Sunday, July 6, 2003

Tuition up after funds increase is not enough

By Liz Sidoti
The Associated Press

COLUMBUS - Students will pay hundreds of dollars more this fall as public colleges and universities raise tuition to offset the marginal increase they got in the state budget.

"There is an increase in support for higher education, and we appreciate that, but it won't pay for enrollment growth and it won't pay for inflation," said Rich Petrick, vice chancellor for finance of the Ohio Board of Regents, which oversees the state's public institutions. "Higher education tends to be the balancing well in state budgets, and that is continuing to some extent."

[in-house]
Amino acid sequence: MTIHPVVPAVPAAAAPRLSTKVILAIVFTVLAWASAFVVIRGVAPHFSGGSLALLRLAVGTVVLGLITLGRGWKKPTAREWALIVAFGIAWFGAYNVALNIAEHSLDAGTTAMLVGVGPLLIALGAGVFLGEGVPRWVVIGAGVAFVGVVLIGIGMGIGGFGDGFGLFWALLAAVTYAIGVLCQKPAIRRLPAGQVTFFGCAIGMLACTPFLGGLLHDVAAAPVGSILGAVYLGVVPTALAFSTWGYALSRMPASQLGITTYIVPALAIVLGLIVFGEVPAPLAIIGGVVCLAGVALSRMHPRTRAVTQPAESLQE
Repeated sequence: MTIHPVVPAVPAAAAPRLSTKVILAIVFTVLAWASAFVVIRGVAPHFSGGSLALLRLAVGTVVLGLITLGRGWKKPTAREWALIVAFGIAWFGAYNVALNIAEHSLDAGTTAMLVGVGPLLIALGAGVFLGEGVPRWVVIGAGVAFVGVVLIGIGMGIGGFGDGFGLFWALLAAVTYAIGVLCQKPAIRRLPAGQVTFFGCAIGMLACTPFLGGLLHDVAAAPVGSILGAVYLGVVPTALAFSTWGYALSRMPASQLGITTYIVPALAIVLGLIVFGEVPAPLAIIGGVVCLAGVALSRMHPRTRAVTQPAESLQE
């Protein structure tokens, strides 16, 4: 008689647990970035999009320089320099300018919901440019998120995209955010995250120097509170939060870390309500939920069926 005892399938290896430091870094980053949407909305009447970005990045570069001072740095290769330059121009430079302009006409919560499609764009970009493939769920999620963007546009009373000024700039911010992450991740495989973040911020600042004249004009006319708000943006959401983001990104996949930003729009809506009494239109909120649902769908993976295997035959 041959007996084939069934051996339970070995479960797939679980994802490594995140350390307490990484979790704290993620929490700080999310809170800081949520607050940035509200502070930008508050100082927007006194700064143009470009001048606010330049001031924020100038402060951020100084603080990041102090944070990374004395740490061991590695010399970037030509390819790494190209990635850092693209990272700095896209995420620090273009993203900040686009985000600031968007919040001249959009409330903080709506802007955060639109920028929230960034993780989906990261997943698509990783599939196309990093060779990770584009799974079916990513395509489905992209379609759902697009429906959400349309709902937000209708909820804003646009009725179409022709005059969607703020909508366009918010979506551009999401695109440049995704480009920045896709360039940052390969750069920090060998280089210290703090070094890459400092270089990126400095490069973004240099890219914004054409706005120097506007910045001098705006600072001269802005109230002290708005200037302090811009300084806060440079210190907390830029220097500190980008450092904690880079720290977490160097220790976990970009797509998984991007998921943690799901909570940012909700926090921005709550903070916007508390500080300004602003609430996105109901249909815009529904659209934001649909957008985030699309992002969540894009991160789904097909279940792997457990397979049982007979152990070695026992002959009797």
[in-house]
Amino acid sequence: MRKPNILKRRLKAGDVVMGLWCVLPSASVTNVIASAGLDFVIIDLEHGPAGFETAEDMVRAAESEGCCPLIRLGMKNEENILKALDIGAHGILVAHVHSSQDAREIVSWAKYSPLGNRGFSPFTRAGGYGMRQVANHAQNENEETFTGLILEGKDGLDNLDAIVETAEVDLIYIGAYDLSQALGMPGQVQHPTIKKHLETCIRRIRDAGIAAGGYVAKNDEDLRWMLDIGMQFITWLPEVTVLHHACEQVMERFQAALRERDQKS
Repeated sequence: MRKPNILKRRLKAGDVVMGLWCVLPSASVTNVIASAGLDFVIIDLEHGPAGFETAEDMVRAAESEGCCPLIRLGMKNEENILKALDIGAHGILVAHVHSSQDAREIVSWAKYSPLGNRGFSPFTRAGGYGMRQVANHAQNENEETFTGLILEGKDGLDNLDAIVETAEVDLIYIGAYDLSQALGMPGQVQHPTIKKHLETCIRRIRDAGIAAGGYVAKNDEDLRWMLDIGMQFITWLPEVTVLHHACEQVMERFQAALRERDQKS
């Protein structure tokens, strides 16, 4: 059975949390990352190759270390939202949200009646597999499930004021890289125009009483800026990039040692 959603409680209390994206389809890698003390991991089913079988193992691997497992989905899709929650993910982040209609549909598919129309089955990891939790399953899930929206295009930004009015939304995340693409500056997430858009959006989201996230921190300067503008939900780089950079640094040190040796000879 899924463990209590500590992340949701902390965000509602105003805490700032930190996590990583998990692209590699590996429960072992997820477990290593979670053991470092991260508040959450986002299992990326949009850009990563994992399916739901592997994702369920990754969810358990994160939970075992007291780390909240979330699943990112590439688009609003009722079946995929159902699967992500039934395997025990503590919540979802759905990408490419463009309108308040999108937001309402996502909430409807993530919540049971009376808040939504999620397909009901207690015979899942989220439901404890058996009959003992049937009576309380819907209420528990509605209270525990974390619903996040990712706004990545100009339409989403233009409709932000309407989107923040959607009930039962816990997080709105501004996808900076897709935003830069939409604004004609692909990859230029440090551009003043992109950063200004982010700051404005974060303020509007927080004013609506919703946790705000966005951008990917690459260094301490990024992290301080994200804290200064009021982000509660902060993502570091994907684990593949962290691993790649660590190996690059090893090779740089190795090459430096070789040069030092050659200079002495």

After losing hundreds of millions of dollars in spending cuts during the past two years, public colleges and universities received an increase of less than 1 percent - or $2.44 billion - in the budget year that began Tuesday and less than 2 percent - or $2.48 billion - the following year.

The budget also limits tuition increases to 6 percent, but allows another 3.9 percent boost if that money goes to technology upgrades or scholarships for needy students.

Lawmakers also said higher education was one of the few areas that saw gains in the budget.

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